Imperishable remains of saints: how is it possible?

In various parts of the world one can find churches in which incorruptible remains of saints are displayed. Some of them have already begun to decompose, but there are some that, even centuries after death, continue to resist the destructive forces of nature. How do human remains become imperishable?


One of the techniques by which dead bodies can be preserved from decomposition is embalming. The method was invented by the ancient Egyptians, and it involves removing a person’s internal organs and filling the body cavity with herbs and other natural materials that prevent decomposition. The body is then impregnated with special oils and tightly wrapped in linen cloth. The embalmed remains of the rulers of the early Egyptian dynasties can be seen in excellent condition in many museums of the world thousands of years after their death.

In modern history the most famous case of the preservation of remains is certainly the embalming of Lenin’s body, which was carried out in 1924 by B. Zbarsky and V. Vorobyov.

But there is also a unique method of mummification developed by the German anatomist Gunther von Hagens, the so-called plastination. The method consists in replacing all fluids in the corpse with various polymers – latex, special rubbers, polyester. The process is divided into several stages: the body is first frozen, then placed in a vacuum, and finally in a bath with a special solution. The final result exceeds all expectations. Since 1996, there have been exhibitions all over the world – of the doctor’s work. These are dead bodies that have been mummified and put on display.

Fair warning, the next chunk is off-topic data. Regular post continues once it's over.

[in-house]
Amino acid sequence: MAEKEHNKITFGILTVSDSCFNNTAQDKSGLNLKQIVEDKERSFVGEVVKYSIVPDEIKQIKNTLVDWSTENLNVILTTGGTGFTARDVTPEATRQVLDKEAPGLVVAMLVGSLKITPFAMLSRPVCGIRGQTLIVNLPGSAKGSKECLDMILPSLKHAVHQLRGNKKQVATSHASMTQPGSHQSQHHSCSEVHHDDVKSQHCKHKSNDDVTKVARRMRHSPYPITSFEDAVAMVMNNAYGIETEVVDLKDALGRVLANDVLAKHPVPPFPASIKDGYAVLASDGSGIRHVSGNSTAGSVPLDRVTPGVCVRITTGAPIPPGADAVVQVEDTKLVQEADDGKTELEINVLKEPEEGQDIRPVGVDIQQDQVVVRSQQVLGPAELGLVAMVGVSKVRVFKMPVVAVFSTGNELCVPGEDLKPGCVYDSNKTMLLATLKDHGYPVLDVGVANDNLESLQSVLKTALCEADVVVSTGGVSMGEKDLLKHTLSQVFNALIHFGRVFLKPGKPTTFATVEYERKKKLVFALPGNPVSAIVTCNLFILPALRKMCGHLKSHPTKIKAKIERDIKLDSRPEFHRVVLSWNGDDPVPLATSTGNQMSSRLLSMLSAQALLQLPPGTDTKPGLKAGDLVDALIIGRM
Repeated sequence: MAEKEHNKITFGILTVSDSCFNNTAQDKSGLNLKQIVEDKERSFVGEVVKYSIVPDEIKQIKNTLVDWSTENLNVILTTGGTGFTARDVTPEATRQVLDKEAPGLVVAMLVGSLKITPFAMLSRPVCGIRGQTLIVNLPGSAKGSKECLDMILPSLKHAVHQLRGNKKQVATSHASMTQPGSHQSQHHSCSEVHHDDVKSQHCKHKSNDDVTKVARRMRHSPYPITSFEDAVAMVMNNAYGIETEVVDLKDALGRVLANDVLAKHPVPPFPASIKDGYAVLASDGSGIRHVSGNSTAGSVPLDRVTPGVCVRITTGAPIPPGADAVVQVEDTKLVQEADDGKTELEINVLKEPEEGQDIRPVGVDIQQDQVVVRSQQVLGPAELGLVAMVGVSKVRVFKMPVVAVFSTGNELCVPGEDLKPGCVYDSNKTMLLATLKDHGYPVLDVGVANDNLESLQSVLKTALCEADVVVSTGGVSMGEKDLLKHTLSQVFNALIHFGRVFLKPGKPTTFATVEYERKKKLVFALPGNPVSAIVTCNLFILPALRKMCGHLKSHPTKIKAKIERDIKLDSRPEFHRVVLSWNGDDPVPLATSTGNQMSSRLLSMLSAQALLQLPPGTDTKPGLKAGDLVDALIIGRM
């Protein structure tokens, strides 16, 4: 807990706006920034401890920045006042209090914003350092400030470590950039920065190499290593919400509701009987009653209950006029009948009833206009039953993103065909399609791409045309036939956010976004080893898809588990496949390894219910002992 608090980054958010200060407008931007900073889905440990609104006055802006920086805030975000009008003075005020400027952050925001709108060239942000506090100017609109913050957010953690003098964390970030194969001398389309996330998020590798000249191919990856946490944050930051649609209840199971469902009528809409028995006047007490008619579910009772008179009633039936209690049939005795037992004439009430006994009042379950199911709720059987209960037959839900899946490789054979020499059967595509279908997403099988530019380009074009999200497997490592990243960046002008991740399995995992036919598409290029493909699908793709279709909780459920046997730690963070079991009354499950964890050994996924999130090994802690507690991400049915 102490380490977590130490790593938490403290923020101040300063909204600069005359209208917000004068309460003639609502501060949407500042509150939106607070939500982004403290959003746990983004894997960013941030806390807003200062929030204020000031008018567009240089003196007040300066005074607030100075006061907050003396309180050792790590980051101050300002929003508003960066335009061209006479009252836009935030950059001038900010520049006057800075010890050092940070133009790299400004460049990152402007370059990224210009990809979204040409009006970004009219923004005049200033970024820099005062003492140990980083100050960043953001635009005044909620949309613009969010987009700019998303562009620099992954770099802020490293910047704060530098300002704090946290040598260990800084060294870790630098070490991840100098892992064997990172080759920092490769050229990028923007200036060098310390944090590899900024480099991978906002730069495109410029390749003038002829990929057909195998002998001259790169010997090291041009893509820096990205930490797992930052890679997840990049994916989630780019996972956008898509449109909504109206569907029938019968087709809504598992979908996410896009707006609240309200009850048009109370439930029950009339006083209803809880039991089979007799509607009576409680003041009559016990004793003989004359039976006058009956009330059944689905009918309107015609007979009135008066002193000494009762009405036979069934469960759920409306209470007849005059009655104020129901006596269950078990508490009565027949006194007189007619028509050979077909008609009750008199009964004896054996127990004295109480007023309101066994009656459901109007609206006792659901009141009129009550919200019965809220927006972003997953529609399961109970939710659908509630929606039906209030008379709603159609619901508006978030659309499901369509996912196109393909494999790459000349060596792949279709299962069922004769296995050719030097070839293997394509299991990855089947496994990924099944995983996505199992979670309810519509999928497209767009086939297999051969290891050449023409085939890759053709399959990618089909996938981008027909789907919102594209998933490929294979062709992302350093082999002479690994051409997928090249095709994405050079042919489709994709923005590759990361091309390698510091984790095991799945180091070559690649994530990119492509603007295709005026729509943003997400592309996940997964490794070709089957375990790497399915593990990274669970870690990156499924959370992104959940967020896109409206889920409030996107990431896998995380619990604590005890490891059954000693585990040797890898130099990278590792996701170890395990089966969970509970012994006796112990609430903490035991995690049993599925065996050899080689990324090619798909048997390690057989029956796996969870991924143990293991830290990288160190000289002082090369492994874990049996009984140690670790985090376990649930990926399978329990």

The Natural Way

But incorruptible remains can also arise naturally. In 1984, the remains of three British sailors were discovered on the Arctic coast of Canada – they looked as if they were alive, although they died more than 150 years ago. Scientists have concluded that – the culprits – the excellent preservation of the body – low temperatures and cold winds.

But while mummified bodies are characterized by dead stiffness, rigor mortis, incorruptible bodies retain flexibility and malleability. Even years after death, their skin is soft, and it seems that these people have just died or even are just sleeping. Scientists attribute this phenomenon to a chemical process, saponification, in which fat cells are transformed into a substance somewhat resembling soap, and the flesh retains a fairly fresh appearance for a long time.

An example of this phenomenon is St. Catherine of Bologna, who died in 1463. A few weeks later they decided to rebury her, dug her up, and saw that her body was untouched by decomposition. Since 1500 (!), the remains have been on public display and have not changed at all: the woman sits in a chair framed by candles in the chapel of the Poor Clarisse (the Catholic sisterhood she patronized) in Bologna. Although her skin is already brown and wrinkled, the beautiful condition of her body is a mystery to science.


The imperishable remains of saints are an amazing phenomenon that has not yet received an unequivocal explanation. However, there are several techniques that can help keep dead bodies from decomposing. Embalming, plastination and the natural way can all lead to imperishable remains. But even scientists have not yet been able to fully solve all the mysteries of this phenomenon.

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